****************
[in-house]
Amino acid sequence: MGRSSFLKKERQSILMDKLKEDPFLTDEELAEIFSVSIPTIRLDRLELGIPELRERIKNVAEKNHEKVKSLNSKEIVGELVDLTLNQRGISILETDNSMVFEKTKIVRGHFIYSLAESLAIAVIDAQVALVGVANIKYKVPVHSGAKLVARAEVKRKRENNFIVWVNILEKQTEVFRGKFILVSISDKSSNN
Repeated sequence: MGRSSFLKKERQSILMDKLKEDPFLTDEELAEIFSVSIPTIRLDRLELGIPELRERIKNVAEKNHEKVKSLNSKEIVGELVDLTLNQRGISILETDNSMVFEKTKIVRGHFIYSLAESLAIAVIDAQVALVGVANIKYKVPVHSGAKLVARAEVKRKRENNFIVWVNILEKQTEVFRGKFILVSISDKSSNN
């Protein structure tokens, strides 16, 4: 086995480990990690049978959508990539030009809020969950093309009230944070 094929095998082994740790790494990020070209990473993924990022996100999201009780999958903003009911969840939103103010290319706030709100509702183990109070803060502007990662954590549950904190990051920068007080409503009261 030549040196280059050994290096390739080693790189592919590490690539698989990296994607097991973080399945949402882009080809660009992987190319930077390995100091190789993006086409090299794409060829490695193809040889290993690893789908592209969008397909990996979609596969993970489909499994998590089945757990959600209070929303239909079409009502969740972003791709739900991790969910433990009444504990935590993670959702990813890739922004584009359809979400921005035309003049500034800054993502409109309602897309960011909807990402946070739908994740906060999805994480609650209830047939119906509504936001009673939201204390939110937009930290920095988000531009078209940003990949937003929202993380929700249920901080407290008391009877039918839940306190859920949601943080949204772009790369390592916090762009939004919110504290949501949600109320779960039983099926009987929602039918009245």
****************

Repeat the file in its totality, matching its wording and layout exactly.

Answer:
[in-house]
Amino acid sequence: MGRSSFLKKERQSILMDKLKEDPFLTDEELAEIFSVSIPTIRLDRLELGIPELRERIKNVAEKNHEKVKSLNSKEIVGELVDLTLNQRGISILETDNSMVFEKTKIVRGHFIYSLAESLAIAVIDAQVALVGVANIKYKVPVHSGAKLVARAEVKRKRENNFIVWVNILEKQTEVFRGKFILVSISDKSSNN
Repeated sequence: MGRSSFLKKERQSILMDKLKEDPFLTDEELAEIFSVSIPTIRLDRLELGIPELRERIKNVAEKNHEKVKSLNSKEIVGELVDLTLNQRGISILETDNSMVFEKTKIVRGHFIYSLAESLAIAVIDAQVALVGVANIKYKVPVHSGAKLVARAEVKRKRENNFIVWVNILEKQTEVFRGKFILVSISDKSSNN
């Protein structure tokens, strides 16, 4: 086995480990990690049978959508990539030009809020969950093309009230944070 094929095998082994740790790494990020070209990473993924990022996100999201009780999958903003009911969840939103103010290319706030709100509702183990109070803060502007990662954590549950904190990051920068007080409503009261 030549040196280059050994290096390739080693790189592919590490690539698989990296994607097991973080399945949402882009080809660009992987190319930077390995100091190789993006086409090299794409060829490695193809040889290993690893789908592209969008397909990996979609596969993970489909499994998590089945757990959600209070929303239909079409009502969740972003791709739900991790969910433990009444504990935590993670959702990813890739922004584009359809979400921005035309003049500034800054993502409109309602897309960011909807990402946070739908994740906060999805994480609650209830047939119906509504936001009673939201204390939110937009930290920095988000531009078209940003990949937003929202993380929700249920901080407290008391009877039918839940306190859920949601943080949204772009790369390592916090762009939004919110504290949501949600109320779960039983099926009987929602039918009245």